Final Exam

Three phases of the digestive process
neurogenic phase, gastric phase and intestinal phase
neurogenic phase
initiated by stimulation of the cerebral cortex resulting in the secretion of pepsinogen, HCl and gastrin.
gastric phase
resulting from distention of the stomach or neutralization of gastric pH by foodstuffs.
intestinal phase
which begins when the weakly acidic digestive products enter the duodenum.
parietal cells
secrete HCl and intrinisic factor.
chief cells
secrete pepsinogen
enterochromaffin cells
secrete serotonin.
epithelial cells
secrete mucus
Gastrin
Is produced and stored in the G cells, of the antral mucosa.
Luminal stimuli of Gastrin include
Alcohol
Caffeine
Insulin-induced hypoglycemia
Vagal stimulation initiated by foodstuff.
Amino-acid products of protein digestion
Gastrin stimulates the secretion of
Gastric acid by the fundal parietal cells,
Gastric pepsinogen and intrinsic factor by the gastric mucosa
Release of secretin by the small intestinal mucosa
Pancreatic HCO3 and enzymes
Hepatic bile.
Cholecystokinin
intestinal hormone activating gallbladder contraction and stimulates secretion of pancreatic enzymes
Cholecystokinin formation
synthesised by I-cells in the mucosal epithelium of the small intestine and secreted in the duodenum.
Cholecystokinin role
digestion of fat and protein
Secretin
peptide hormone produced in the S cells of the duodenum in the crypts of Lieberkuhn.
Secretin primary effect
regulate the pH of the duodenal contents via the control of gastric acid secretion and buffering with pancreatic bicarbonate.
Secretin stimulates the secretion of
Bile from the liver.
Increases bicarbonate from pancreatic duct epithelium.
increases bicarbonate secretion from duodenal Brunner’s gland
enhances the effects of cholecystokinin to induce the secretion of digestive enzymes and bile
How does secretin reduce acid secretion from the stomach
by inhibiting gastrin release from G cells
What activates pepsinogen
HCl
Pepsin
digest up to 20% of ingested carbon bonds by cleaving preferentially after the N-terminal of aromatic amino acids (phenylalanine, tryptophan, and tyrosine)
Amylase
enzymes that breaks starch down into sugar. Amylase is present in human saliva, where it begins the chemical process of digestion.
Pancreatic alpha-Amylase
randomly cleaves the ?(1-4) glycosidic linkages of amylose to yield dextrin, maltose or maltotriose. Because it can act anywhere on the substrate, ?-amylase tends to be faster-acting than ?-amylase. In animals, it is a major digestive enzyme and its optimum pH is 6.7-7.0.
Lipase
main enzyme to break down fats in the human digestive system, converts triglyceride substrates found in ingested oil to monoglycerides and free fatty acids.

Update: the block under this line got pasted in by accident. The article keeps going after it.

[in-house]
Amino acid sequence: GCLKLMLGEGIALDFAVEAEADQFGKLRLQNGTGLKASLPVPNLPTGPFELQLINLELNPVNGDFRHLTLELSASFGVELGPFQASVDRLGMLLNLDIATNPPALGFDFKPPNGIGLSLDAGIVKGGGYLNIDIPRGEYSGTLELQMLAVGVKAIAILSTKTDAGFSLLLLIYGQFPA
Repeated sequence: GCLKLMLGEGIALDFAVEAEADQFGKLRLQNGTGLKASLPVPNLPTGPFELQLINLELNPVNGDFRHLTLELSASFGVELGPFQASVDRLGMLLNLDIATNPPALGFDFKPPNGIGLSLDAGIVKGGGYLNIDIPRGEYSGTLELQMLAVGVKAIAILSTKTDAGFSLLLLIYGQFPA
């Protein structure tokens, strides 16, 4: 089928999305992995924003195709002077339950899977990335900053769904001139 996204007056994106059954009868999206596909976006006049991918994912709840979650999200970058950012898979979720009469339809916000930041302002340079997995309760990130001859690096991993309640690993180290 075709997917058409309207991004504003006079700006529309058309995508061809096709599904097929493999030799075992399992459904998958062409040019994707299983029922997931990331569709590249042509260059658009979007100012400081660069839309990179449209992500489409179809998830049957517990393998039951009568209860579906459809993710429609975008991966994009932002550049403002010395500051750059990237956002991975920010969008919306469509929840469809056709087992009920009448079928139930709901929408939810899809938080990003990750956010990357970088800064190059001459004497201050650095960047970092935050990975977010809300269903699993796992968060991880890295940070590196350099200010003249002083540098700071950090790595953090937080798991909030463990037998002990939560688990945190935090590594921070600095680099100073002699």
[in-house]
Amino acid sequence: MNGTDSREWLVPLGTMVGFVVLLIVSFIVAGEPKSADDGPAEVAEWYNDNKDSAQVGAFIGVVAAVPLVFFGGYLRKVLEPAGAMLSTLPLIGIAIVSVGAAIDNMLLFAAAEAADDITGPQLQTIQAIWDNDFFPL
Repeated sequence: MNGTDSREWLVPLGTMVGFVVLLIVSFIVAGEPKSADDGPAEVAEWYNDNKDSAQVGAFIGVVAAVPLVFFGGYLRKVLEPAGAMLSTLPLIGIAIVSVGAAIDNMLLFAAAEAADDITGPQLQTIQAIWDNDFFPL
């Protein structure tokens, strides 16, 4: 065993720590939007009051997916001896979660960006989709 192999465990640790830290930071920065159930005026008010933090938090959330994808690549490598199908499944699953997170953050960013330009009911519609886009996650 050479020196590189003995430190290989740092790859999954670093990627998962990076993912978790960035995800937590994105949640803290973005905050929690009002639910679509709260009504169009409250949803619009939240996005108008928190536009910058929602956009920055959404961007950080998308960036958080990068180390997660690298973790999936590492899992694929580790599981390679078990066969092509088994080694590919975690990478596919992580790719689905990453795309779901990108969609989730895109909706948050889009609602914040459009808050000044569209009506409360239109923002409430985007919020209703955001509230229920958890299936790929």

Trypsin
serine protease found in the digestive system where it breaks down proteins
enteropeptidase
activates trypsinogen to trypsin by proteolytic cleavage.
Very high Trypsin
acute pancreatitis
Gastrin tests to diagnose
gastrin-producing tumors called gastrinomas, Zollinger-Ellison (ZE) syndrome, and hyperplasia of G-cells. (produce gastrin)
Zollinger-Ellison Syndrome
The syndrome consists of fulminant peptic ulcers, massive gastric hypersecretion, and non-? islet cell tumors of the pancreas.
Secretin Challenge Test
Test may be ordered if a gastrin result is not significantly elevated, but there remains suspicion that the patient’s symptoms are due to a gastrinoma.
Gastric Analysis
The gastric analysis test involves draining the stomach secretions to determine basal unstimulated acid production.
Gastric Analysis parameters
acidity, mucus, blood, food
D-Xylose absorption test
useful screening test for generalized malabsorption
Steatorrhea
The clinical syndrome caused by the malabsorp- tion of dietary fat.
Steatorrhea produced in
Zollinger-Ellison Syndrome
Increased duodenal acid
Abnormal bile output
Pancreatic insufficiencies
Mucosal impairments
Celiac Disease
Patients have an abnormal immunological response to the presence of gluten in the diet. 90% have circulating antibodies to gluten
Lactose Intolerance
Those lacking lactase fail to split lactose properly
The unabsorbed sugar creates and osmotic force pulling fluid into the intestinal lumen. Results in cramps, bloating, diarrhea.
D-Xylose Absorption Test procedure
Where urine collection is questionable blood may be collected at 1 and 2 hours. Most patient will demonstrate plasma level of greater than 300mg/L. In chldren values above 100mg/dl are acceptable.